The huge rugby player , the former high school football star and the onetime college baseball player were in first class, the former national judo champion was in coach.  On the morning of September 11, 2001 at 32,000 feet, those four men teamed up to sacrifice their lives for those of perhaps thousands of others.

Probably about an hour into the United Flight 93’s scheduled trip from Newark to San Francisco, the 38 passengers aboard the Boeing 757 realized they were being hijacked.  The terrorists commandeered the cockpit, and the passengers were herded to the back of the plane. 

Shoved together were four remarkable men who didn’t much like being shoved around.  One was publicist Mark Bingham, 31, who helped CAL win the 1991 and 1993 national collegiate rugby championships.  He was a surfer, and in July was carried on the horns of a bull in Pamplona.  Six-foot-five, rowdy and fearless, he once wrestled a gun from a mugger’s hand late at night on a San Francisco street.

One was medical research company executive Tom Burnett, 38, the standout quarterback for Jefferson High in Bloomington, Minn., when the team went to the Division championship game in 1980.  That team rallied around Burnett every time it was in trouble.

One was businessman Jeremy Glick, 31, 6′ 2″ and muscular, the 1993 collegiate judo champ in the 220-pound class from the University of Rochester (N.Y.), a national-caliber wrestler at Saddle River (NJ) Day School and an all-state soccer player.  “As long as I’ve known him, ” says his wife, Lyz, “he was the kind of man who never tried to be the hero – but always was.”

One was 32-year-old sales account manager Todd Beamer, who played mostly third base and shortstop in three seasons for Wheaton (Ill) College.

The rugby player picked up an Airfone and called his mother, Alice Hoglan of Sacramento to tell her he loved her.  The judo champ called Lyz at her parents’ house in Windham NY, to say goodbye to her and their 12-week old daughter Emmy. But in the calls the quarterback made to his wife, Deena, in San Ramon CA, and in the conversation the baseball player has with the GTE operator, the men made it clear that they had found out that two other hijacked planes had cleaved the WORLD TRADE CENTER Towers.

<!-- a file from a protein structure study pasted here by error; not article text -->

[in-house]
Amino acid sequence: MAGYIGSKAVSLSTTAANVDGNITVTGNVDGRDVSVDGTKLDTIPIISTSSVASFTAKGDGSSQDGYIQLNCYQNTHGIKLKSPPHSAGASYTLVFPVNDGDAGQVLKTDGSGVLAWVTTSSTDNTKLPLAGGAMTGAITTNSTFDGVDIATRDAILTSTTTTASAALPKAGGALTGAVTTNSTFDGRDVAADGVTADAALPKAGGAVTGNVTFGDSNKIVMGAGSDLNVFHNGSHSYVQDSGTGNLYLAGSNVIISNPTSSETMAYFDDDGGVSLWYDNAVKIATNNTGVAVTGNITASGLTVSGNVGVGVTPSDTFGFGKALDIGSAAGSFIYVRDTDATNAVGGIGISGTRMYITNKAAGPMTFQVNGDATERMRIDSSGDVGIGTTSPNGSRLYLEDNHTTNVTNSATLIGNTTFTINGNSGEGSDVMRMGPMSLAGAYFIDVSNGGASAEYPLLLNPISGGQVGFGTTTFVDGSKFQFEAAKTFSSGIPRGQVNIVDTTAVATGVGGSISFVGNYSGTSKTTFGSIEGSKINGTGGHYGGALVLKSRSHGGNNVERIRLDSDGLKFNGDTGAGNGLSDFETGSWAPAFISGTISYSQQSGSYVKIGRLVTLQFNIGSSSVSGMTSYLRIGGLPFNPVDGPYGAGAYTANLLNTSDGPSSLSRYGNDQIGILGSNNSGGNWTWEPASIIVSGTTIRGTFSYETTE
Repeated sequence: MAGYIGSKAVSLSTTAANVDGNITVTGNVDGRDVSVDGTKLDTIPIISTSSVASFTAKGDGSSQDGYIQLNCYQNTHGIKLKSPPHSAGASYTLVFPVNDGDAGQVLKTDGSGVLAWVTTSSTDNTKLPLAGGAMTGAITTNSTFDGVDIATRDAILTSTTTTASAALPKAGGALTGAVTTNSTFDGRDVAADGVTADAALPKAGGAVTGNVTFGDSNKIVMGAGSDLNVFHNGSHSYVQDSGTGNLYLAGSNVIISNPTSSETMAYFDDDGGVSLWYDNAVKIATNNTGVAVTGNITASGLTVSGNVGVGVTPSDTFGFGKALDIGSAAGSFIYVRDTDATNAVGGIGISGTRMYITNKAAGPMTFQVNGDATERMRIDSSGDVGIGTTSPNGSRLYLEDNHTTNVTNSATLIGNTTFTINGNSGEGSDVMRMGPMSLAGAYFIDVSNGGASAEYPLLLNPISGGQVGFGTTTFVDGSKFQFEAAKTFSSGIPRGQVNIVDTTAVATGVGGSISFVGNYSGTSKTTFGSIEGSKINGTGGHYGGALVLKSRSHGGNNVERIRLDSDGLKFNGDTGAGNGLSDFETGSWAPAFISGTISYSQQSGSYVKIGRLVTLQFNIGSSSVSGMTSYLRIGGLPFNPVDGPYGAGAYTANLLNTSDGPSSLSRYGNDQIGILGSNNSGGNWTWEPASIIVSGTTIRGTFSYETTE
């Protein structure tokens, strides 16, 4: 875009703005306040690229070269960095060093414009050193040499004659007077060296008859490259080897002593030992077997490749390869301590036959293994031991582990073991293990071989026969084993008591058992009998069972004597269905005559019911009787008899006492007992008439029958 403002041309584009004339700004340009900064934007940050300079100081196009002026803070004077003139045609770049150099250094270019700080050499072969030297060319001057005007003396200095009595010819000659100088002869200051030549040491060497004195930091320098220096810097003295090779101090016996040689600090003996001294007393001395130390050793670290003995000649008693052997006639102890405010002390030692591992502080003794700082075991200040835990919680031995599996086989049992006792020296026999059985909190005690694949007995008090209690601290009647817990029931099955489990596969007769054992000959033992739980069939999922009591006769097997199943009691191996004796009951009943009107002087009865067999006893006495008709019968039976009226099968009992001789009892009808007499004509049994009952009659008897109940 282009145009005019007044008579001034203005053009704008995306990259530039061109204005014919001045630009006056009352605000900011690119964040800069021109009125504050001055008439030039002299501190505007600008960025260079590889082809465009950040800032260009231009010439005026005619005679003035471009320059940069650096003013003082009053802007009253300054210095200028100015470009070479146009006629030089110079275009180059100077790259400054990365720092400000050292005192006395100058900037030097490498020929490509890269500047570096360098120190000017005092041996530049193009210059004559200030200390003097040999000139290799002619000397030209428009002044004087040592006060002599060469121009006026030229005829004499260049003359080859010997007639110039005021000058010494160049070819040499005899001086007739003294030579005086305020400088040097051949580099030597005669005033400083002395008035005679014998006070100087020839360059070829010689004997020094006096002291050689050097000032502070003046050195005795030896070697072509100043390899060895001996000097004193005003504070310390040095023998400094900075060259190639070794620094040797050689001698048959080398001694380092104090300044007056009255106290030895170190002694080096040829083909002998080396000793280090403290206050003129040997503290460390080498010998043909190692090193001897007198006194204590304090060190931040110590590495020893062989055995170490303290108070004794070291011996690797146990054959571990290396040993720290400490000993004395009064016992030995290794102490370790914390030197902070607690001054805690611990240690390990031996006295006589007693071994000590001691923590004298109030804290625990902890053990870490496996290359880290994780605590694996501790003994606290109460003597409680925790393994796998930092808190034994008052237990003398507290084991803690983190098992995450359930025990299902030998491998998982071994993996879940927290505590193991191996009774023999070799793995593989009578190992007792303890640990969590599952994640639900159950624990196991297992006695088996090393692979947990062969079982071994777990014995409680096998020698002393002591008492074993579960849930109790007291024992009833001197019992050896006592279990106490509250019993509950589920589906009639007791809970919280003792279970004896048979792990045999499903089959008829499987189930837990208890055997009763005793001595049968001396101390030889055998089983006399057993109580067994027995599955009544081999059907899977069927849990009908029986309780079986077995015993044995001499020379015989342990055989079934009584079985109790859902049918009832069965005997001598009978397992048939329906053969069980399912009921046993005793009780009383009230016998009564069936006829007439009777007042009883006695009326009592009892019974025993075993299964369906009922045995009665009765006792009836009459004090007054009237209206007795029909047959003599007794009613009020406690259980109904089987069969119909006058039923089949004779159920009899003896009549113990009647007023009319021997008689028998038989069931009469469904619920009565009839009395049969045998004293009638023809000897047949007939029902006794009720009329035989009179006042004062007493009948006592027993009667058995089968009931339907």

The pieces of the puzzle started to fit.  Somewhere near Cleveland the passengers on Flight 93 had felt the plane take a hard turn south.  They were now on course for Washington D.C. Senator Arlen Specter (R PA) believe the plane might have been headed for the Capital.  Beamer, Bingham, Burnett and Glick must have realized their jet was a guided missile.

The four apparently came up with a plan.  Burnett told his wife, ” I know we are going to die. Some of us are going to do something about it.” He wanted to rush the hijackers.

Nobody alive is sure about what happened next, but there’s good reason to believe that the four stormed the cockpit. Flight 93 never made it to Washington.  Instead, it dived into a field 80 miles southeast of Pittsburgh.  All passengers and crew perished.  NOBODY on the ground was killed.

In the heart of San Francisco’s largest gay neighborhood, a makeshift memorial grew, bouquet by bouquet, to the rugby player who was unafraid.  Yeah Bingham was gay. 

In Windham, a peace grew inside Lyz Glick, “I think God had this larger PURPOSE for him,” she said.  “He was supposed to fly out the night before, but couldn’t.  I had Emmy one month early, so Jeremy got to see her.  You can’t tell me God isn’t at work there.”

In Cranbury, NJ, a baby grew in Lisa Beamer, Todd’s wife, their third child.  Hearing the report last Friday of her husband’s heroics, Lisa said, “made my life worth living again.”

In Washington, a movement grew in Congress to give the four men the Presidential Medal of Freedom, the highest award a civilian can receive.

At a time like this, sports are trivial.  But what the best athletes can do – KEEP THEIR COMPOSURE AMID CHAOS, FORM A PLAN WHEN ALL SEEMS LOST and FIND THE GUTS TO CARRY IT OUT —- may be why the Capitol is not a charcoal pit.

My 26-year old niece, Jessica Robinson, works for Congressman Land Evans (D-Ill).  Jessica was in the Capitol that morning.  This Christmas I’ll get to see her smiling face.

I am glad there were FOUR GUYS up there I could count on.